Hiding In Caves

Today has been crazy!  We had a church dinner (unfortunately it was raining so I left my camera inside!) which was an absolute blast.  After dinner Bruce and I ran some errands and then ran over to the church.  This week is Vacation Bible School and Bruce volunteered to teach the bible story portion!

Our Church School Director has been in all week with volunteers decorating and the space looks great!  They are doing underwater stories this year.

I think the kids are going to have a great time!

Here is today’s sermon … As usual, audio is here!

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1 Kings 19:9-18

Hiding In Caves

A couple of weeks ago we were in the first book of Kings – like we are this morning – and we talked about how unstable the nation of Israel was at that point in their journey. As a nation, they were moving into a united monarchy, to be governed by a more defined leadership of Kings, as opposed to a more fluid influence of prophets and other religious figures. My sermon was called “Strong Servants, Weak Servanthood” – and I talked about how King Solomon allowed himself to be weak in front of God so that God could help Solomon be strong in his leadership.

The transition to the united monarchy was a very, very shaky one and by the time we get to this morning’s passage, the stable leadership that we were sort of seeing with King Solomon was falling to the wayside and the Kingdom of Israel had been divided into the Northern Kingdom of Israel and the Southern Kingdom of Judah.

So we once again have a mess on our hands in Israel. And Elijah – the main character in this morning’s passage – was not necessarily helping the situation.

Here was part of the problem. Elijah worshipped one God, like it was stated in the 10 Commandments. That God was referred to in this part of the Old Testament as Yahweh. There were people, however, that worshipped Baal. Baal was another God; a different God.

And as I am sure you can imagine, Yahweh worshippers were not happy. After all, Yahweh had given Moses the 10 Commandments and they clearly stated, “I am the LORD your God … You shall have no other Gods before me.”

And yet there were people worshipping Baal.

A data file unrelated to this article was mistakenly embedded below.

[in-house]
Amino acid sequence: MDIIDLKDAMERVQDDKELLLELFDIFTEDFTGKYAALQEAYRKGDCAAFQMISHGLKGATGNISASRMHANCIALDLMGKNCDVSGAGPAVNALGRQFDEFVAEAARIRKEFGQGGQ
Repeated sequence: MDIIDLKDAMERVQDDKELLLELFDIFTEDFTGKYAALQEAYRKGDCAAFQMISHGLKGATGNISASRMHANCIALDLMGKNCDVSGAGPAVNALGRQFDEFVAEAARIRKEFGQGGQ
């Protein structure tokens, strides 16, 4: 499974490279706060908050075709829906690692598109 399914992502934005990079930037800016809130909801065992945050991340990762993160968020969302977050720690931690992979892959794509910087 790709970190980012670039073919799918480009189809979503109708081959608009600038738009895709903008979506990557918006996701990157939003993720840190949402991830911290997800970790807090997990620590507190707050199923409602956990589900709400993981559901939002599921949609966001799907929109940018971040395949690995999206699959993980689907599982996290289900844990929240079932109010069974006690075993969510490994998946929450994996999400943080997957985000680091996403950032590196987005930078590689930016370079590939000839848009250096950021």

Elijah had a great solution for dealing with the people with whom he disagreed with: he killed them. But it did not end there. After Elijah killed several prophets and worshippers of Baal, another worshipper of Baal – Queen Jezebel – sent Elijah a message saying that she was going to kill Elijah and Elijah, distraught over the divisions between the Yahweh worshippers and the Baal worshippers and fearing for his life, ran away and hid in a cave.

And that brings us to this morning’s scripture lesson.

Cheerful, right?

Let’s recap: Essentially we have two different groups worshipping two different religious Gods. Both groups were mad at the other group for each other’s opposing religious beliefs, both groups were upset with one another about their opposing religious beliefs and their solution was just to kill one another.

And this is why preachers hate preaching from the Old Testament! This is why Sunday School teachers hate teaching from the Old Testament! It is violent, it is graphic and it is raw. But it is real. It is very, very real.

For me, the interesting thing about this passage is not the peculiarities of the worshippers of Yahweh versus the worshippers of Baal. Rather, it is the fact that after it had all fallen apart, after Elijah had acted violently out of religious passion and frustration, after Elijah had been threatened by Queen Jezebel and after Elijah felt that there was nothing left to do but to run away and to hide in a cave – God was still with Elijah; God still spoke calmly and softly to Elijah; and God revealed himself to Elijah.